It was the sinking of the Titanic early last century that brought the world's attention to the importance of lifeboats and lifeboat exercises. Since then, these exercises have become an essential part of maritime life. First, with open lifeboats.
These were fitted with systems that only released when the boat was in the water with no load on the falls; these systems worked well in calm conditions but if there was movement of the sea or the ship, there could be problems release the lifeboat.
To overcome this, on-load release systems were developed. On-load release systems are sophisticated. Their design incorporates many safety features. But, to function safely, they need to be operated and maintained correctly. It is essential to have a full working knowledge of your on-load release systems to operate them and maintain them.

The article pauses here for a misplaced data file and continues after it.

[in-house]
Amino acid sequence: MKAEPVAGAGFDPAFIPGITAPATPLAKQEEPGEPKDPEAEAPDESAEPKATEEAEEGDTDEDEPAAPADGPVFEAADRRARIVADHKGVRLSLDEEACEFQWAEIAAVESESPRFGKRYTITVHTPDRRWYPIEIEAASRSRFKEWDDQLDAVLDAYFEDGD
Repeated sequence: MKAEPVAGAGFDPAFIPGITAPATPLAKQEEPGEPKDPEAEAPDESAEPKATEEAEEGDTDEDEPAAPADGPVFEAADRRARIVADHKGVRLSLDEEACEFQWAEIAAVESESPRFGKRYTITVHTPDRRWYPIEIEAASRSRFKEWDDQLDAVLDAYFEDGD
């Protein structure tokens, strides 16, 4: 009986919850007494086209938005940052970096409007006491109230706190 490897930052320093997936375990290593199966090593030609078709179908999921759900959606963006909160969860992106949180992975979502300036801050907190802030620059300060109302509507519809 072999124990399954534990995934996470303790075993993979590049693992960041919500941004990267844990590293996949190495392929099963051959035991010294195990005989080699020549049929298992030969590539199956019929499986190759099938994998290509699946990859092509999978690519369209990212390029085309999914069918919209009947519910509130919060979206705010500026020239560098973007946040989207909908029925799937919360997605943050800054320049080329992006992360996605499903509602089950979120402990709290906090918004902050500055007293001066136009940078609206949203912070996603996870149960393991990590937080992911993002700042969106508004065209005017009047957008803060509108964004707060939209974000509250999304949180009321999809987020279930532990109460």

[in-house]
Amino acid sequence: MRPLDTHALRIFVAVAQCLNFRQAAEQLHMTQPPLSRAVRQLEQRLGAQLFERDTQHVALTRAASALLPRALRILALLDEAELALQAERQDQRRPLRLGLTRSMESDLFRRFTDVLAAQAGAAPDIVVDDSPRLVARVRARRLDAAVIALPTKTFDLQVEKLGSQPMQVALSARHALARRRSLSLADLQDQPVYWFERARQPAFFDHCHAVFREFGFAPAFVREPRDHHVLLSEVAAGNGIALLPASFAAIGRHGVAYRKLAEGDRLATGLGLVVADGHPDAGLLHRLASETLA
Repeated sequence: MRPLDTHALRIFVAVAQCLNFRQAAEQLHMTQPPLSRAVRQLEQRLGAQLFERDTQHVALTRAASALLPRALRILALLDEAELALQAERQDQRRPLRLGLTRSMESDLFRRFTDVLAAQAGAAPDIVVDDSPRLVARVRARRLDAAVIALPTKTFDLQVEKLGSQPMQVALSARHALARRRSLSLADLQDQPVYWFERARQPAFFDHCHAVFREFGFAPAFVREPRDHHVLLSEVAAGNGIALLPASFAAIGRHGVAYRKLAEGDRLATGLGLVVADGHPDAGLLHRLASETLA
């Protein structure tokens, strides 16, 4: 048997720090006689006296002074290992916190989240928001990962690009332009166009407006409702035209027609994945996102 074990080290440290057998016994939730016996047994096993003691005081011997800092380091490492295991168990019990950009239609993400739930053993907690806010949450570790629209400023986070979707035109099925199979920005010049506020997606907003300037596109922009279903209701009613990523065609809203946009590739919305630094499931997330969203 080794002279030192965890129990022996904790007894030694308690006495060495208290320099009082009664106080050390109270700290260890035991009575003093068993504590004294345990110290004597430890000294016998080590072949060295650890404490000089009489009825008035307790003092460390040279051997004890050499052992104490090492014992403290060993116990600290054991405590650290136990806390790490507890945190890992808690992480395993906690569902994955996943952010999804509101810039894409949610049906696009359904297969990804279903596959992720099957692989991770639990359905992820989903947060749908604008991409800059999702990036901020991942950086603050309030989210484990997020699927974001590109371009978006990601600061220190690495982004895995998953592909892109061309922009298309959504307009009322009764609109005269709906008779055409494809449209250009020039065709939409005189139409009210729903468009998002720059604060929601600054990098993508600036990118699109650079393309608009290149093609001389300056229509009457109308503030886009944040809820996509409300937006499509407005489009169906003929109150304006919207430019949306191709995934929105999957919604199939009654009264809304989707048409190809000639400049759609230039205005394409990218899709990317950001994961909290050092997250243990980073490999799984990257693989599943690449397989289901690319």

All on-load release systems include a fore and an aft hook assembly by which the lifeboat is suspended. The hook assemblies are linked by cables to the release handle mechanism operated inside the lifeboat. The mechanical arrangements of this handle mechanism are designed to ensure that both hooks are released at the same time.
Most systems feature a hydrostatic release linked to the handle to make certain that it cannot be operated out of the water unless this release is deliberately overridden. We are going to look at the maintenance of on-load release mechanisms...